It also cited a National Post article published last week that it says “cherry-picked a few historically successful films produced by Fast Track producers over the last 22 years, but conveniently omitted the majority of Fast Track films, which were financial and critical failures.”

Even before the situation escalated over the fate of the Fast Track program, the filmmaking community has in 2020 been calling on Telefilm to re-examine how it allocates its funds and makes its decisions on what to fund.

In July, following calls to reveal how it had allocated funds to films produced by Black, Indigenous and people of colour, Telefilm said it could not provide detailed answers “as the data was not collected.” At the time, Telefilm vowed to prioritize data collection so that it could better support the wider domestic filmmaking sector.

Later that month, Telefilm laid out its strategic plan for 2020 to 2023, including a plan to modernize its Success Index to ensure its investment approach addresses historical systemic barriers.

The Success Index, established in 2012 to measure the commercial, cultural and industrial success of films, has become central to the discussion over how Canadian film should be funded in the future.

The DGC weighed in last month with the release of its “Directors Manifesto,” which argues that Telefilm’s Success Index has created a class system in Canada’s indie film ecosystem. Led by DGC’s Independent Filmmakers Committee, the manifesto puts forth three primary changes: swap out the Success Index for a rotational and inclusive jury; create clear and specific targets to increase inclusivity for gender, race and region-based underrepresented groups; and change the production company-focused client model into a multi-stakeholder approach.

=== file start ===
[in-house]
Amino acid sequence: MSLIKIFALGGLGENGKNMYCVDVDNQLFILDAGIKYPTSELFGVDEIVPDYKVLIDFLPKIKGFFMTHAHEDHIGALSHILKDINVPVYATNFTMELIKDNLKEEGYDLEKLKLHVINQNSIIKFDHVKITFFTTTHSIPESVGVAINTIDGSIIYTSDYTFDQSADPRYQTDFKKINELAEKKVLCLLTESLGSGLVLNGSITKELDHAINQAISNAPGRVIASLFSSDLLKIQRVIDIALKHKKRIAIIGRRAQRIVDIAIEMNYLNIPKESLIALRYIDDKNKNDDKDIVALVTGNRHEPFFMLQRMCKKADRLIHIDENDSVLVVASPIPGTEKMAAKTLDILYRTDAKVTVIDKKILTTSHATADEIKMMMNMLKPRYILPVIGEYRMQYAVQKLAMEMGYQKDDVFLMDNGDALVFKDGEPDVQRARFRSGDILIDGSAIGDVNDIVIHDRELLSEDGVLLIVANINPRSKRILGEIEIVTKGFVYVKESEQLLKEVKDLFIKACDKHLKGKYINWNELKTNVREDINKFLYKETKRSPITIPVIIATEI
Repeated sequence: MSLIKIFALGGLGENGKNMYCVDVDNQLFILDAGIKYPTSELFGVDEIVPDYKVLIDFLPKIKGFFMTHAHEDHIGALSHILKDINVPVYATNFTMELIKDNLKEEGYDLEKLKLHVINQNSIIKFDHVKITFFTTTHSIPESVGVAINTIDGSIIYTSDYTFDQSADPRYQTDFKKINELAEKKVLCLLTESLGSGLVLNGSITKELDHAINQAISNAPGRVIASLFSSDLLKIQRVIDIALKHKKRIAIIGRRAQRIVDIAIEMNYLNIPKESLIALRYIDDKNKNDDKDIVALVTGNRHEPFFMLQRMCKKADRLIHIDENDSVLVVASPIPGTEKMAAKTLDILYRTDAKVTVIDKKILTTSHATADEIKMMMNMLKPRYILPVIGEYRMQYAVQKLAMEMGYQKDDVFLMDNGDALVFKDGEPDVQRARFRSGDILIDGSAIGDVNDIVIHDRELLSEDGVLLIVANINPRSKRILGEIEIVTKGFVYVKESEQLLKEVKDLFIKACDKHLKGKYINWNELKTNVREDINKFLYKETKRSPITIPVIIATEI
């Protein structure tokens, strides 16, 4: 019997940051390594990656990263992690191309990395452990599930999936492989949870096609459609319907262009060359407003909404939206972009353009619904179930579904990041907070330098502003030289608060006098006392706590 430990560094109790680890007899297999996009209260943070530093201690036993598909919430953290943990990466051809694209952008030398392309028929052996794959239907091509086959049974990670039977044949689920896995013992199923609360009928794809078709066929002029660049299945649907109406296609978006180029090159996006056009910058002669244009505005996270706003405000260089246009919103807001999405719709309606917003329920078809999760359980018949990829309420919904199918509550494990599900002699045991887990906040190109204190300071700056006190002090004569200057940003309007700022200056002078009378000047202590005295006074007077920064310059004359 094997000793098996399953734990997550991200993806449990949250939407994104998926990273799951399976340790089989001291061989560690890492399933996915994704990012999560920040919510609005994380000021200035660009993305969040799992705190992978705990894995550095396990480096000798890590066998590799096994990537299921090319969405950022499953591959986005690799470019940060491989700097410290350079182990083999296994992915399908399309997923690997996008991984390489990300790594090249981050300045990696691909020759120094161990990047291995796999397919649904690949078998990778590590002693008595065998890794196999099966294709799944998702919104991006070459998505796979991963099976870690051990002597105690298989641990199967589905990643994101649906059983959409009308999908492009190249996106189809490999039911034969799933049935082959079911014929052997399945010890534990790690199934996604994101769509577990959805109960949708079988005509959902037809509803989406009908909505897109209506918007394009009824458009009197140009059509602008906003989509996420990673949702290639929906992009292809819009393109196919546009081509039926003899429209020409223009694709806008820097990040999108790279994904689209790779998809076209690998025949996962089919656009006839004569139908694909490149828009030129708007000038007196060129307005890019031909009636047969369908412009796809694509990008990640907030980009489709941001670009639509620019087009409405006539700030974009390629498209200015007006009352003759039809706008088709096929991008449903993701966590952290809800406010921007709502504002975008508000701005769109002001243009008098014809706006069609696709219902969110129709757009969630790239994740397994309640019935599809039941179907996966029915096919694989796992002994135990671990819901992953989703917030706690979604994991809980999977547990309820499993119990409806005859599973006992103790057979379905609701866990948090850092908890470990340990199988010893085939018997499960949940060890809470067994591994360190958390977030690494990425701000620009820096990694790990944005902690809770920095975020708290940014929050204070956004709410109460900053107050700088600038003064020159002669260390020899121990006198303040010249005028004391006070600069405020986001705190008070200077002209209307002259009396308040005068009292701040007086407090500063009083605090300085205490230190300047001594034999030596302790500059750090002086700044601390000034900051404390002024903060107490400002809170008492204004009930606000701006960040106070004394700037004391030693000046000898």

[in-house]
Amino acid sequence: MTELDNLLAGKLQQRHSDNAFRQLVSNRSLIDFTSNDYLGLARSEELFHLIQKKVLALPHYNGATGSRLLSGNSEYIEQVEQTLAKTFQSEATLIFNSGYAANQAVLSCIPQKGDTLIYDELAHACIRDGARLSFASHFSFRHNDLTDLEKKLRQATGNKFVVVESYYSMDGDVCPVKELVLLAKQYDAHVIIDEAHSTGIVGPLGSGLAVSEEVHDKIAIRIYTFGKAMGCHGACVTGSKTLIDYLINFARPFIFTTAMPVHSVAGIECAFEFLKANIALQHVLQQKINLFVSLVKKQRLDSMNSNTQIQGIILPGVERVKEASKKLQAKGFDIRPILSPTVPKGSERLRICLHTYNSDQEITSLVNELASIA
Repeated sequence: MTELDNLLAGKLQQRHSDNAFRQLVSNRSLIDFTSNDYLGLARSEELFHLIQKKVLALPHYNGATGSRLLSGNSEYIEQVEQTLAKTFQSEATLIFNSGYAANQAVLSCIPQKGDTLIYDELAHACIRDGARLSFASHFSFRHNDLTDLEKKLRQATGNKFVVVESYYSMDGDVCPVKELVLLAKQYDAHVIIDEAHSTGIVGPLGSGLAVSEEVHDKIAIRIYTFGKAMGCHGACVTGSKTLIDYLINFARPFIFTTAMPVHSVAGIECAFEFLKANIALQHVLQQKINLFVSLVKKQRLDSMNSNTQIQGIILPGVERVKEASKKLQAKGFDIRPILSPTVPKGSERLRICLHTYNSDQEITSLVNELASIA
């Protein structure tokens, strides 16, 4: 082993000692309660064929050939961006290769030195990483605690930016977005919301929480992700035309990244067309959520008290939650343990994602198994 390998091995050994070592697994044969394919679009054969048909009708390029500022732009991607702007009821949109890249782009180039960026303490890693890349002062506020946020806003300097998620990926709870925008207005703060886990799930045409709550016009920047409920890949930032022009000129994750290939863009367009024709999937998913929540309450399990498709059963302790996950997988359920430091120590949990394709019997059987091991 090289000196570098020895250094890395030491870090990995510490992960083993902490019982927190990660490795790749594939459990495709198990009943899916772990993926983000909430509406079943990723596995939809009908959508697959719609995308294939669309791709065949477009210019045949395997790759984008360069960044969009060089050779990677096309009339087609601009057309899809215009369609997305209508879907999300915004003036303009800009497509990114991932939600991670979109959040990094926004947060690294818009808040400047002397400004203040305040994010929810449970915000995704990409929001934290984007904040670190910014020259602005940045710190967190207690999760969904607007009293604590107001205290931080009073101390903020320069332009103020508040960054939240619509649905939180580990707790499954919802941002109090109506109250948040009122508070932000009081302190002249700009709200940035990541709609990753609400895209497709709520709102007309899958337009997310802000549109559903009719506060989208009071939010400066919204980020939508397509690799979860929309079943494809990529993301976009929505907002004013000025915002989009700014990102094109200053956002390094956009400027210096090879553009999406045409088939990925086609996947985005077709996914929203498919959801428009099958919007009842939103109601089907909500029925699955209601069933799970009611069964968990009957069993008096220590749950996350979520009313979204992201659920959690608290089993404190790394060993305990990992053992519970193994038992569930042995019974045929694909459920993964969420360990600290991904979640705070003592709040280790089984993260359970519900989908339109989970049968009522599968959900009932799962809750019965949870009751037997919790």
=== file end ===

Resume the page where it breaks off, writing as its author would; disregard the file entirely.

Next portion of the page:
Exactly how Telefilm will choose to address the various concerns and ideas from the industry remains to be seen, as the film funder mulls over the feedback it received during its pan-Canadian consultation process, which took place in September and October.

The open letter added: “The majority of stakeholders are motivated by a desire to see an equitable, efficient and sustainable funding model for Telefilm, one that benefits Canada and Québec both financially and culturally. No one is looking for a handout. Producers and filmmakers simply want equal opportunity to advocate for their stories in a transparent and accountable process – one in which former Fast Track producers are, of course, welcome to participate.”

Telefilm executive director Christa Dickenson issued a statement saying the funding agency is “inspired by the solidarity of over 550 organizations, creators and storytellers, united in their commitment to create a more equitable and vibrant industry. We are heartened to work alongside them and to learn from them in an ongoing exchange of ideas, insights and shared experiences. We are grateful for the open letter, which acknowledges the efforts Telefilm has put forward in our consultation process. We are continuing the work through open dialogue with all parties of the industry. The path to modernizing and improving Telefilm is a collective effort, and one that will help ensure a more equitable, relevant and dynamic screen-based industry whose rich diversity of content will continue to engage audiences around the world.”